From the moment we’re born — earlier if our parents are so inclined — we are identified by an attribute.
We’re either a boy, or a girl.
And then there’s this weird obsession about which parent we look like (as if you can tell with a newborn), but let’s just leave that alone for now.
However, boy or girl is only the first way people identify you.
Are you short or tall? Young or old? What color is your hair? Are you left- or right-handed? How much do you weigh?
What do you wear? What’s your hairstyle? Glasses or contacts? Piercings? Tattoos?
Liberal or conservative? Somewhere in the middle?
How do you deal with others? Shy or outgoing? (Maybe both?) Kind or mean? Do you have a good sense of humor? Are you empathetic? Are you laid-back, or intense?
What do you do for a living? Are you unemployed?
Who are your favorite sports teams? What do you do for fun?
What’s your favorite kind of music?
And on and on and on.
Some of these will complement each other, while others appear contradictory. But all or part combine like a real-life Facebook personality quiz to determine how we view ourselves and how others view us.
All of that seems self-explanatory … except for the part where Facebook determined my true home state is Massachusetts because I used “rotary” (the term in Massachusetts, where I live) instead of “traffic circle” (what my home state of New York calls it) because that’s the state I was in at the time.
Until Jill Filipovic threw something in the mixer.
“What if you learned that your identity as you understand it was mistaken? What if your career tanked? What if your family dissolved? What if your very idea of yourself as a good person because of what you do, what you give, and how you behave was fundamentally challenged?
Would you still find yourself worthy?”
— “Monday Meditation: What if it all fell apart?” Jill Filipovic, Nov. 11
She asks if we can be thankful for being human, “Not for your accomplishments or achievements. Not for your beauty or how you bring pleasure to others. Not the attributes that make you ‘good’ (your kindness, your generosity, your caring). Not for your hard work or what you’ve attained,” even though all these things are good.
I’ve been pondering the essay ever since I first read it, and I think I get what she’s trying to say, but there’s one thing I’ve found hard to get my head around.
I’m having trouble thinking of what she calls “that little flame of something that makes you human” because it’s hard to conceptualize myself as something separate from whatever attributes I possess.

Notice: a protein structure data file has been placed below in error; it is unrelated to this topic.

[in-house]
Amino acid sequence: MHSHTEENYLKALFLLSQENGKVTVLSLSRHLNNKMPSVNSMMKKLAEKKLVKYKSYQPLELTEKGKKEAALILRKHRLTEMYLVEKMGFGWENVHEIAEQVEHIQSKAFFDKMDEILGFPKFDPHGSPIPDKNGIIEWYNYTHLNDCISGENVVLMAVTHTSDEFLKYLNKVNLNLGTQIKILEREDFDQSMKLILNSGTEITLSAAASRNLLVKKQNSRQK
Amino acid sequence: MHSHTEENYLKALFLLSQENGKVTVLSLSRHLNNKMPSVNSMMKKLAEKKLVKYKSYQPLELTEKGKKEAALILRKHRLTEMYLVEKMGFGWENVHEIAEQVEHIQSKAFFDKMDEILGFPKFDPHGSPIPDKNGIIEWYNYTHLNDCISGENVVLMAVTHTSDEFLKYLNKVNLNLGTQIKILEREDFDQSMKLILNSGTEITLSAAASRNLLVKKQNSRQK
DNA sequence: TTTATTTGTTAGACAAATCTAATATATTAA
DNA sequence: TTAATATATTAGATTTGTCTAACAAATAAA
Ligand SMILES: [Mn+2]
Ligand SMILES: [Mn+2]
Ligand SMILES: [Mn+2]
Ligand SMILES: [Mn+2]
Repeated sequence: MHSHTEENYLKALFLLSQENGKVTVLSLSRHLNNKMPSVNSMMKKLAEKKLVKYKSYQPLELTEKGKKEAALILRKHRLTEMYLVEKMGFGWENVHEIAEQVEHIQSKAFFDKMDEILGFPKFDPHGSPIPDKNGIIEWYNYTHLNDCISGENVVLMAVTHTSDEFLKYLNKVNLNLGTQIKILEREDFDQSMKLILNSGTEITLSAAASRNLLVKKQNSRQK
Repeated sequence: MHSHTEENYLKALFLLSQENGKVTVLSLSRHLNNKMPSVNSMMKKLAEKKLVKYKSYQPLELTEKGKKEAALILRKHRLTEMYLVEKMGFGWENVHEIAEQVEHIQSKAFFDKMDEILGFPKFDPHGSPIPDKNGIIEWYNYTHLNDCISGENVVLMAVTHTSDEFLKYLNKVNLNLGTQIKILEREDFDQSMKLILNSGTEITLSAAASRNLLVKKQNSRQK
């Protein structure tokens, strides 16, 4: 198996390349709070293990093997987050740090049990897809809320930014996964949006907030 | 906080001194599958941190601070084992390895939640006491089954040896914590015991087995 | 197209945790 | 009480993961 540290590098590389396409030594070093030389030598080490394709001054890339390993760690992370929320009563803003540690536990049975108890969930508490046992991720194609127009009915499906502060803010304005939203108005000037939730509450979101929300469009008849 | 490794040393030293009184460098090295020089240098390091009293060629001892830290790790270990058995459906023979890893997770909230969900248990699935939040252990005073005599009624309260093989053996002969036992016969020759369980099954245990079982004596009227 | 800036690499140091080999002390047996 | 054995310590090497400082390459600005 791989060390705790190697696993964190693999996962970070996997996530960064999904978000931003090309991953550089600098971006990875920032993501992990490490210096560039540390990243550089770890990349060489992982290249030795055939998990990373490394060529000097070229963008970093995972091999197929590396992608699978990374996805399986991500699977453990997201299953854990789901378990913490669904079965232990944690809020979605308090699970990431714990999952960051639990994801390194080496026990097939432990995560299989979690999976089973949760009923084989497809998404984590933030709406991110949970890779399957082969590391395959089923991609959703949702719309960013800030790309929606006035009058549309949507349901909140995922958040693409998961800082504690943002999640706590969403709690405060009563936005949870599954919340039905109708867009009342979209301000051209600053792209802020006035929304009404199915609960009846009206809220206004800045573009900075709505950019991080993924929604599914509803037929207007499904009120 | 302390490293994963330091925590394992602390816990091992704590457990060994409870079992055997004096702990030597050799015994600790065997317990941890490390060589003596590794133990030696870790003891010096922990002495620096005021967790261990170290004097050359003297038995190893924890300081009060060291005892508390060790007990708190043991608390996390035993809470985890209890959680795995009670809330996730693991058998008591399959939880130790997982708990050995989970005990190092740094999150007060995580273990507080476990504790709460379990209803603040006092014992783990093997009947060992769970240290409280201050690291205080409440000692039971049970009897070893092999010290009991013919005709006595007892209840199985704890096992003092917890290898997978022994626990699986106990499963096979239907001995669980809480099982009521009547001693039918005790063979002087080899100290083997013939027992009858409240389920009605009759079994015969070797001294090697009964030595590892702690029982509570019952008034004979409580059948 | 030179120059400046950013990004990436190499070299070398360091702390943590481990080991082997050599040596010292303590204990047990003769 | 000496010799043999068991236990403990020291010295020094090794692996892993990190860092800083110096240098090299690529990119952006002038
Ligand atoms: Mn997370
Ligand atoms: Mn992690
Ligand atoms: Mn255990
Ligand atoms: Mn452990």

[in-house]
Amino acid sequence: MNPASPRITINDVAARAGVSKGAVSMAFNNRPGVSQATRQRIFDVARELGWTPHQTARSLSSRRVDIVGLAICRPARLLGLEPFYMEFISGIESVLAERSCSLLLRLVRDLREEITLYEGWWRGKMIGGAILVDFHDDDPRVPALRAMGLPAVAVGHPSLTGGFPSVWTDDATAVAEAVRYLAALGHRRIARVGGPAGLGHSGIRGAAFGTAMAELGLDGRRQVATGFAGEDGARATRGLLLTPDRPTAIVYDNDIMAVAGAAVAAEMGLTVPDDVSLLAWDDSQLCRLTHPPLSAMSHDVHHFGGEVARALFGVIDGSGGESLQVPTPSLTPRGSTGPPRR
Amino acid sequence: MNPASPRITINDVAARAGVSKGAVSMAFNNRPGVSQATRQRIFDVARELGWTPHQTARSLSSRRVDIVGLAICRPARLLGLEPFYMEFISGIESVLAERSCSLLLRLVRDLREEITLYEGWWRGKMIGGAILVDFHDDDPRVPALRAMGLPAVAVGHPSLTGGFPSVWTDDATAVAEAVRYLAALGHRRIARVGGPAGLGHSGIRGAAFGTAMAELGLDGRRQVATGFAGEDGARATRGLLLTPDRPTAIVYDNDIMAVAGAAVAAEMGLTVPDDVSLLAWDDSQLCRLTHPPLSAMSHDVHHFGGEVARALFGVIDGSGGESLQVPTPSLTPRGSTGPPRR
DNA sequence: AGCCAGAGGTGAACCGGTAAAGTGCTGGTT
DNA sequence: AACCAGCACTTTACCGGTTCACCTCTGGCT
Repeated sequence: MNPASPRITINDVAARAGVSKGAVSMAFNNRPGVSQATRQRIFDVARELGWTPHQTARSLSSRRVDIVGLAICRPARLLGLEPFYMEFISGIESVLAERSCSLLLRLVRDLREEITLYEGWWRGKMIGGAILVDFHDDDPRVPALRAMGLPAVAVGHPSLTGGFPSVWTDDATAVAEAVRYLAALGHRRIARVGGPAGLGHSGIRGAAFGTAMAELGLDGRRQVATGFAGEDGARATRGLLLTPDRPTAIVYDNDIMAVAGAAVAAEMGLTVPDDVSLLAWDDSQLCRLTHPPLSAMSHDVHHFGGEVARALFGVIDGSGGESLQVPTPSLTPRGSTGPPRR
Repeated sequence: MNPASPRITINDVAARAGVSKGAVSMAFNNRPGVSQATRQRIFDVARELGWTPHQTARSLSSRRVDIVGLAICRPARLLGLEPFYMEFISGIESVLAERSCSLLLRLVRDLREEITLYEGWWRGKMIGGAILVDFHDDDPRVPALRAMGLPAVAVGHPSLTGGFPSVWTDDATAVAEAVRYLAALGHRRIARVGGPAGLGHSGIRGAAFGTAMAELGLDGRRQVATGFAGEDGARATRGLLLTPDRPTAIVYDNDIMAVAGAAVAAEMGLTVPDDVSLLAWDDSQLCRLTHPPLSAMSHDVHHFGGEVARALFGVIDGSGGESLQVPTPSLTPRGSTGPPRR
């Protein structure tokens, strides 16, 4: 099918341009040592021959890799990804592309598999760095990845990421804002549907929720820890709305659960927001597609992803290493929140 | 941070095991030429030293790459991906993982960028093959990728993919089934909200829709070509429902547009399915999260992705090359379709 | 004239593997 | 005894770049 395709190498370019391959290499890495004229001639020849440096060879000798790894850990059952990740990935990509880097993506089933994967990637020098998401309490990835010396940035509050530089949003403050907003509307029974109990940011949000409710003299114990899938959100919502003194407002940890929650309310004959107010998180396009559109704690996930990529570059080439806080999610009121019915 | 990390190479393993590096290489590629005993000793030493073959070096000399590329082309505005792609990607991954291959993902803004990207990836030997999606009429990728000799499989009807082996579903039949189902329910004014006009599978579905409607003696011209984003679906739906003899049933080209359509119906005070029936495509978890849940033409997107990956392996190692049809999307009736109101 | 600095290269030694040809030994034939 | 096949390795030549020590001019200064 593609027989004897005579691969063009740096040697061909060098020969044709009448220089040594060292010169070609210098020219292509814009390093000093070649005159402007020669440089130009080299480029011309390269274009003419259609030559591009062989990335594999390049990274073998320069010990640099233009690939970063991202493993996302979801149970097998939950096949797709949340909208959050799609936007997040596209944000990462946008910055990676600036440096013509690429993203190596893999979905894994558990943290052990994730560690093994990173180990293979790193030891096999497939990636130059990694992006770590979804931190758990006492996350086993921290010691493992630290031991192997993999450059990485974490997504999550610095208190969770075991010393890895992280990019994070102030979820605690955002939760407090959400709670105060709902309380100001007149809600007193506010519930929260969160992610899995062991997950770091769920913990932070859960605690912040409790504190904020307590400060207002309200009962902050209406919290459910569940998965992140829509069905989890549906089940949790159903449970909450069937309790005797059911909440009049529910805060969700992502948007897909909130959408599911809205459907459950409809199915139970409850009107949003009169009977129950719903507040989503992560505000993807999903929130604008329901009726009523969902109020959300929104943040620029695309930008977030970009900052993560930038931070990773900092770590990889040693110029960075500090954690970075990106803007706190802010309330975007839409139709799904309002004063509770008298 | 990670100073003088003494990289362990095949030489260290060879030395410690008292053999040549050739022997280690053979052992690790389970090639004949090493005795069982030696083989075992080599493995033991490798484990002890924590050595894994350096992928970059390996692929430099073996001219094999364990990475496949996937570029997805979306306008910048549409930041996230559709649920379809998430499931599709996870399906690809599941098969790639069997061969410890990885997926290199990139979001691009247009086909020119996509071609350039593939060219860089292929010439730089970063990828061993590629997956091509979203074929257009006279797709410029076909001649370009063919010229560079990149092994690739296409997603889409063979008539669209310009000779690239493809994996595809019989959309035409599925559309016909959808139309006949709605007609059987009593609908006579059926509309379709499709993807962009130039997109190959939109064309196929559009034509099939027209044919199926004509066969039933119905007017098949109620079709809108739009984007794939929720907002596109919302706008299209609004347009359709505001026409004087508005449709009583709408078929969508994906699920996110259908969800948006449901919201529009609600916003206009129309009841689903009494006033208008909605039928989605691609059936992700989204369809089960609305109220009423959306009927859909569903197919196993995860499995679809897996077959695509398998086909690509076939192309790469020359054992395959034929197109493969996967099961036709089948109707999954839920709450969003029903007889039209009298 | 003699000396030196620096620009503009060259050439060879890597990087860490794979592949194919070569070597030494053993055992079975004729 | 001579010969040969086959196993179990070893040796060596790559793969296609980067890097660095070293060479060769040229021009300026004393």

If I’m not a collection of all my things, good and bad, how am I me?
The confrontation between Claire and Martin isn’t the scene in the final episode of “Fleabag” — in a show and particularly an episode that was sublime from beginning to end, that would be the very last scene — but it is the one where Claire, tired of Martin’s boorishness, tells him she wants to leave him.
Martin, desperate, is reduced to crying out, “I am not a bad guy! I just have a bad personality.” (It’s at about 1:16 in the video.)
It’s funny when you first hear it, because it sounds so ludicrous.
But it isn’t.
As his marriage crumbles in front of him, he tries to defend himself by saying his horribleness is part of him, but it’s not who he is.
And if something is just a part of him, maybe he can change it.
And maybe we can change ourselves.
Some things, we can’t change. Even though I somehow managed to be an inch taller than I thought at 45, I could hang from my arms from a rod until my shoulders ache and I’m not going to get past 5’10.”
But how much of the rest can we swap in and out like the accessories on the Mr. Potato Head my brother used to play with as a child?
You can get a new hairdo, cut it short or grow it long. You can wear different glasses, or switch to contacts. You can buy new clothes. You can hit the gym, bulk up or slim down.
It’s not just the things people can see. Not only do we (hopefully) grow as people through lived experience, we can decide we don’t like something about ourselves and try to improve.
It’s not as easy as wearing a suit on Tuesday and a Sports Illustrated sweatshirt and sweatpants on Thursday; it often takes a lot of work.
But we have so much capacity to change and improve, as long as that “little flame of something that makes you human” is lit.